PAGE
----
What you're telling me is unless the study can conclusively PROVE the drug CAUSED the cancer risk, that you'd gladly take that drug, and be happy that the drug trials merely showed a 'correlation' but no 'cause.' I highly doubt that. What rational people would do (assuming the drug came to market) is weight that massive increased cancer risk with the benefits of the drug. If it was for pesky headaches, only idiots would take the drug. If the drug cured HIV, maybe some would take it.
What they show is the ratio - [people dead by suicide]/population goes UP for gun owners."Successfully" doesn't belong in the same category as "more likely". What these studies prove is that guns provide a clear and easy path for those who wish to end their lives to do so. They do not show that people are more likely to attempt.
Attempts isn't the relevant stat. It's DEAD PEOPLE/population. Those who use guns are more likely to be dead after the attempt. About 98% of those who try overdoses are not dead after the attempt. Most of those who try and fail do not later successfully kill themselves. They get treatment, help, the crisis passes and they move on with life. With a gun, there is usually no ability to get treated because they are DEAD.The odds are about 25:1 for unsuccessful attempts. That means for every 2 people who killed themselves, 50 people tried. About half of all successful attempts are completed with a gun, so out of 50 suicide attempts (and 2 completions), 1 was the result of a gun. What that tells me is that guns are quite effective as a chosen method... not that they have anything to do with an increased incidence of attempts, i.e. you aren't at any higher risk of committing suicide if you don't already want to commit suicide.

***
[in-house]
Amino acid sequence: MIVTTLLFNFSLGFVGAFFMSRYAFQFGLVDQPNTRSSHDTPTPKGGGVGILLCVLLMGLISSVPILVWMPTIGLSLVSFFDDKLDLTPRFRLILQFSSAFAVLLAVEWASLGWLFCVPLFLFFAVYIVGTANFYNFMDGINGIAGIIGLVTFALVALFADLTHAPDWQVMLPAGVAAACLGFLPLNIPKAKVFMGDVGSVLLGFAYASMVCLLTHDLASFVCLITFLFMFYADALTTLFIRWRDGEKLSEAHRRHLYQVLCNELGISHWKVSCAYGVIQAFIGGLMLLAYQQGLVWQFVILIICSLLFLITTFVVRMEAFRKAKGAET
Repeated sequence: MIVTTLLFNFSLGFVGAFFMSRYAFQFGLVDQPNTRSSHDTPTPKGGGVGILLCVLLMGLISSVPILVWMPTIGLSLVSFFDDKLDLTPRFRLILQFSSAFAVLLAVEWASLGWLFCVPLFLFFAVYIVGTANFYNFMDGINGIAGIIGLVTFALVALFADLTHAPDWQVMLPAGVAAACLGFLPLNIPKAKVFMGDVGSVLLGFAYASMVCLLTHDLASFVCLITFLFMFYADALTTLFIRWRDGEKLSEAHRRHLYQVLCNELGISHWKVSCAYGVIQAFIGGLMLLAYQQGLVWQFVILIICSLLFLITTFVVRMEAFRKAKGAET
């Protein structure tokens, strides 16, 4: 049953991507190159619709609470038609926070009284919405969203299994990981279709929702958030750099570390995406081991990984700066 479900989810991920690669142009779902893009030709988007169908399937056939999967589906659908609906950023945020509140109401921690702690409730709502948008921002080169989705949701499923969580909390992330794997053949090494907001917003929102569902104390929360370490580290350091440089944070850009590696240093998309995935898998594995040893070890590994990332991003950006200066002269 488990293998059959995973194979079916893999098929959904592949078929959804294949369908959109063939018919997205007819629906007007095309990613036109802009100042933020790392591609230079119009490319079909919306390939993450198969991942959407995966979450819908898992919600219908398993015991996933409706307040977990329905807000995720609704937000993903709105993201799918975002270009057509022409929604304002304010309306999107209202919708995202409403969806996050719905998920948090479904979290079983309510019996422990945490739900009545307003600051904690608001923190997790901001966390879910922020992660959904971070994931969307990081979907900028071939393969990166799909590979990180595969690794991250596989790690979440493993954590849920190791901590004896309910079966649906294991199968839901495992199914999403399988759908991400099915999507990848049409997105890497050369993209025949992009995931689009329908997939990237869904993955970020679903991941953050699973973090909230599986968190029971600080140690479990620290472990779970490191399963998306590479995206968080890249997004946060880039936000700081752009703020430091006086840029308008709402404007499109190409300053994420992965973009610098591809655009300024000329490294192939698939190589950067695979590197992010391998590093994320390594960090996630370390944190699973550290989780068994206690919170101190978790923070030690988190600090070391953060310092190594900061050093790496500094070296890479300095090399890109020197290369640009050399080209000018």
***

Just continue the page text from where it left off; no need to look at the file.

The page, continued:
Gun owners are more likely to DIE from suicide than non gun owners. That's what the studies show.It is a dishonest conflation to say increased ability to do the deed is the same as increased desire of doing the deed, which is why it's inappropriate to call it an "increased risk."
You can use Google and follow links. The cites were there. If you care, you can find the papers. If not, fine. Whatever.No, I mean the actual papers. I want access to the papers themselves. Methodology. Raw data. Not a two liner half assed abstract.
Again - the statistic of interest is #Dead by suicide/population. The ratio is higher for gun owners than for non-gun owners. The ONLY question is WHY. If it's not the gun itself, then something about gun owners other than the gun causes this result.They aren't at greater risk of suicide; they are more likely to successfully complete their attempt. To claim they are at greater risk of suicide is to imply causation without separating attempts from the total number. I mean, if we assume gun ownership leads to a greater risk of being in the subgroup "completed suicides", then we must also conclude not owning the gun leads to greater risk of being in the subgroup "suicide attempt".... do you believe not owning a gun makes someone more likely to attempt suicide? No, you don't, but if we apply this take on statistics to the 25:1 ratio, this is the only conclusion. So, you see, the reasoning must be flawed somewhere.
If you can find any stat that identifies that cause other than guns, please let me know.
The link had many cites to papers other than by Hemenway.When Hemenway does a study comparing gun ownership across country lines instead of state lines, I would love to see it.